LONDON • Swansea City are looking for their third manager of the season after Bob Bradley was dismissed on Tuesday - only 85 days after taking over from Francesco Guidolin.
The American's position became untenable after the crushing 4-1 home defeat by West Ham on Boxing Day, with the toxic atmosphere inside the Liberty Stadium convincing the club's owners Jason Levien and Steve Kaplan that change was needed to have any chance of avoiding relegation.
The Swans are second from bottom in the Premier League and four points adrift of safety after a run of only two wins in 11 matches under Bradley.
Ryan Giggs is the front-runner to take over, while Roy Hodgson and Chris Coleman, who are considered candidates for the role, have yet to be approached.
Hodgson is out of work after leaving the England job in June while Swansea spoke to Coleman, the Wales manager, at the end of last season.
Giggs, the former Manchester United winger, may need convincing that he can work with Swansea's American owners after their apparent concerns about his lack of experience and an underwhelming interview when he was overlooked for the job in October.
The Welshman, the preferred choice of Swansea chairman Huw Jenkins, claimed that the club had not matched his ambition after the owners plumped for Bradley in the wake of the dismissal of Guidolin.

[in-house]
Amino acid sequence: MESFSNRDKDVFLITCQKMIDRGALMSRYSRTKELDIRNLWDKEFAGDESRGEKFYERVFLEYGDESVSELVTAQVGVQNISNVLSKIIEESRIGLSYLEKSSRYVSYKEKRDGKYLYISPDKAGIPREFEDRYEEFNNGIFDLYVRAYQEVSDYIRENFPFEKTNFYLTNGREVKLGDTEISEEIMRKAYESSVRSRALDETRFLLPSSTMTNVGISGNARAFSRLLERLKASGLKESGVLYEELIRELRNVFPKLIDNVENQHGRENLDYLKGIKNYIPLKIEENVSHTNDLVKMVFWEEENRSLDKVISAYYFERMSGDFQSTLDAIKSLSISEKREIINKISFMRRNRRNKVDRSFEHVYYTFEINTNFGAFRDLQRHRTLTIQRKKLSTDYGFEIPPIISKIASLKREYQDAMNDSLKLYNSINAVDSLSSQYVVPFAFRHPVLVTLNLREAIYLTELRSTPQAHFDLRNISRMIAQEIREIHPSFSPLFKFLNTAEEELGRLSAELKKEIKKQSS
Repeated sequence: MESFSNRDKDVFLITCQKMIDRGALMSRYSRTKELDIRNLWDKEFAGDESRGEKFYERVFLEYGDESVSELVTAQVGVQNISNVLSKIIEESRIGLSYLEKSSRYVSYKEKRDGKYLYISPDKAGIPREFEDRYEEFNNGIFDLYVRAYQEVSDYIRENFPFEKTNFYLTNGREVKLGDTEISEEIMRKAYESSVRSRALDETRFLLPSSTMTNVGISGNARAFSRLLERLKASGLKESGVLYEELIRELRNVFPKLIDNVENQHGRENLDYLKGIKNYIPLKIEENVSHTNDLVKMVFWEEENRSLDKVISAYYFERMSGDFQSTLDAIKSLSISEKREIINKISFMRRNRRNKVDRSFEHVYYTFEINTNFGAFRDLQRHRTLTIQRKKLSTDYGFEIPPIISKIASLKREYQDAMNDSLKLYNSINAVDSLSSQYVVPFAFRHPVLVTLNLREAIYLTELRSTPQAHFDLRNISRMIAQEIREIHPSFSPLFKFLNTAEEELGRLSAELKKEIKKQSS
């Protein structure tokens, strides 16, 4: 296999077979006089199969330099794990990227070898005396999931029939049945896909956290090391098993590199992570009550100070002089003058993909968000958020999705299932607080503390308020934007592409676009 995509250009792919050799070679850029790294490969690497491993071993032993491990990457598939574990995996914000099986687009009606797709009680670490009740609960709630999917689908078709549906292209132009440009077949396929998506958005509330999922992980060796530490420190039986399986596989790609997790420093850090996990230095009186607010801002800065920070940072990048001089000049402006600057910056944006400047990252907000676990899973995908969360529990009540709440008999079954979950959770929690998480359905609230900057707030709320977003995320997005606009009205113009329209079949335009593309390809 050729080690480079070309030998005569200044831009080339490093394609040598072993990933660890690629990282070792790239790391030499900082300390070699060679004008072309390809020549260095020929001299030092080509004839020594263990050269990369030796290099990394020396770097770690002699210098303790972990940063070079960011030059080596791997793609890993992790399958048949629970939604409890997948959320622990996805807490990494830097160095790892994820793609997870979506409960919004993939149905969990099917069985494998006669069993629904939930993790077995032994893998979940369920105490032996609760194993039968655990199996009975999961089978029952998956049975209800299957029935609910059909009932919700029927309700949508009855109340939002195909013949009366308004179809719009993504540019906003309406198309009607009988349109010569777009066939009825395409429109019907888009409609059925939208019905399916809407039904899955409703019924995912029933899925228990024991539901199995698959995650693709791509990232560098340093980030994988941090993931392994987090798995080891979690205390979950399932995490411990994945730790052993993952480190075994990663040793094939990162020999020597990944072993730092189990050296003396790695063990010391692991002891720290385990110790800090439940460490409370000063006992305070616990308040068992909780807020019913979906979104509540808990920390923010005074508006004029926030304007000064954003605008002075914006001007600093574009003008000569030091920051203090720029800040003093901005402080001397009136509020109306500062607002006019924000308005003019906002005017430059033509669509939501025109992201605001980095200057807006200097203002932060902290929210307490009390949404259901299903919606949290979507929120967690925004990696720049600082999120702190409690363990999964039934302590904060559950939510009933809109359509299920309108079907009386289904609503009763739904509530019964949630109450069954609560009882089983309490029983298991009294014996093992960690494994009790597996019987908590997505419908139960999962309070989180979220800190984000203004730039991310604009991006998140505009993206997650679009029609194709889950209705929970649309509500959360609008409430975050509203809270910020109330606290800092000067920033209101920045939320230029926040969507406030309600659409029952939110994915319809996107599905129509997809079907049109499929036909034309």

Although Bradley was well-liked by the Swansea players, they had lost faith in him having the expertise to guide them to safety.
"I knew what I was getting into when I came to Swansea and realised the hardest part was always going to be getting points in the short run," Bradley said.
"But I believe in myself and I believe in going for it. That's what I've always told my players. Football can be cruel and to have a chance you have to be strong. I wish Swansea the best and look forward to my next challenge."
The club said their decision was based on Bradley's team selection, his poor record of seven defeats in 11 matches and 29 goals conceded in that time. The players also believed they were not doing sufficient defensive work in training.
Jenkins held discussions with the owners, and then delivered the news to Bradley, who had taken training earlier in the day.
Levien and Kaplan had been keen to give Bradley the January transfer window to strengthen the squad and more time to turn around results but realised they needed to make a change.
Alan Curtis, the first-team coach, and Paul Williams, who was appointed as assistant manager to Bradley, will take training and could be in charge for Saturday's match at home to Bournemouth.
THE TIMES, LONDON, THE GUARDIAN